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An Assassination Attempt
By Dalai's Lama Gang

4 July 2009

This Tibetan man (达瓦) was married but he still had to share a bedroom with his owner's (东噶宗拉鲁溪卡) cattle since he was a slave by birth and a property of his master under the 14th Dalai Lama's medieval-style rule that terrorized his people with an exclusive and demonic worship religion: a fake Buddhism - Tibetan Lamaism.

On 1 June 1974, just a day before 17-year old Jigme Singye Wangchuck was to be formally enthroned as the ruler of Bhutan, the tiny Himalayas Kingdom grabbed the world attention with a shocking report that a plan to assassinate the new king was uncovered.

What makes this claim particularly sensational are the facts that the conspiracy involves the late king's royal concubine Yangki, and Yangki is an exiled Tibetan woman, and the mastermind behind Yangki is an exiled Tibetan man called Gyalo Thondup, and Gyalo Thondup is, no other, but the second old brother of the 14th Dalai Lama.

Bhutan had a troubled history with the militant lamas from Tibet. During the 11th century, the entire Bhutan was invaded and occupied by Tibetan-Mongol military forces. Then in 17th century, Tibetan Lama and military leader Shabdrung Ngawang Namgyal, who fled religious persecution in Tibet, took Bhutan by force and ruled with iron fist. Soon he died, but a civil war erupted, and the Tibetan lamaist armies, taking advantage of the chaos, attempted to conquer Bhutan again in 1710, then with the assistance of Mongols in 1730, but both failed miserably.

During the reign of Dorji Wangchuck, the late father of the young king, an Tibetan woman Yangki had successfully made herself a concubine of the king. A greedy and aggressive soul with unlimited power drawn through the king, Yangki positioned herself as a dominant force in state politics, and along with her exiled Tibetan relatives and friends lived in privilege and above laws.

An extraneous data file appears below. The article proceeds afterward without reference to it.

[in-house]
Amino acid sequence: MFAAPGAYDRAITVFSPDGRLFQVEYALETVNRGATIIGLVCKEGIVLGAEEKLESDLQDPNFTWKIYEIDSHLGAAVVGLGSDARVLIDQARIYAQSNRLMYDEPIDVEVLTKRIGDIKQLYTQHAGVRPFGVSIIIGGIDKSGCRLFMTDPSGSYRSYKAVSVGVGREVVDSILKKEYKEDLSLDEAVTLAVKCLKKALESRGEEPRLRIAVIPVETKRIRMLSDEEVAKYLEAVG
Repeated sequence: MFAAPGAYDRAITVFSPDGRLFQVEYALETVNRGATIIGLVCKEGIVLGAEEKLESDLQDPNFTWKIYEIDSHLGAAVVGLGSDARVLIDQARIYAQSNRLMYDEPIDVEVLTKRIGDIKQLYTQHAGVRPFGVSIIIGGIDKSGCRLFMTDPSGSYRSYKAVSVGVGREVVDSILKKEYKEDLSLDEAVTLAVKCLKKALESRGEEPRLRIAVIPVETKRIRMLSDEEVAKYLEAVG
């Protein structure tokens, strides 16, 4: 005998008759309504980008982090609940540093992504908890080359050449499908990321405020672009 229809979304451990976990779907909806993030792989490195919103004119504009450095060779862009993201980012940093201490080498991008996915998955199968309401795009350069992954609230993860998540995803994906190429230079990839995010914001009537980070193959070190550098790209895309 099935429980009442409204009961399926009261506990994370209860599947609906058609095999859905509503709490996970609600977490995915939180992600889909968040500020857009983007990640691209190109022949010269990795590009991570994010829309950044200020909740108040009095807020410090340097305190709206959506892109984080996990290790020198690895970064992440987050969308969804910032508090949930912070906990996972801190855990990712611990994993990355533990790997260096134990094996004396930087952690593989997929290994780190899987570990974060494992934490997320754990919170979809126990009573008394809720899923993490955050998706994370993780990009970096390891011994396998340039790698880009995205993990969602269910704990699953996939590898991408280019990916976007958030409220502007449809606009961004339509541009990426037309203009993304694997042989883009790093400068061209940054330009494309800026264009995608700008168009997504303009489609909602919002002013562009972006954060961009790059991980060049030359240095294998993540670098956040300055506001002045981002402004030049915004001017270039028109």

Following the failed military insurgence by Dalai Lama in 1959, under the heavy pressure of India, Bhutan had allowed about 6400 Tibetans, mainly militant Tibetan lamas and former serf owners, to set up 8 Tibetan settlements in the kingdom. However, with a royal connection through the concubine, the exiled Tibetans believed they deserved something much better than that - they wanted a highly independent Tibetan state within the kingdom. The demand was, sadly, rejected outright by the new king, which prompted the exiled Tibetans to act immediately with the plan of assassination of the monarch in order to install the Tibetan concubine's son on the throne.

According to the various sources of the media reports during the period in 1974, a military depot with a large number of ammunitions and poisonous chemical compounds was uncovered. The Bhutan authority also seized a letter written in Tibetan script addressed to one of the arrested plot participants instructing him to set fire to the royal temple planned for coronation ceremony. The arrested later admitted that he expected to receive 100,000 Indian rupees in return from the exiled Tibetan government for destroying the coronation site of Bhutan kings, the Bhutan equivalent of Westminster Abbey in Britain. The investigation also found that the preparations of the military coup started since 1963 organised by Dalai Lama's brother with a terrorist training camp set on the Indian side bordering Bhutan.

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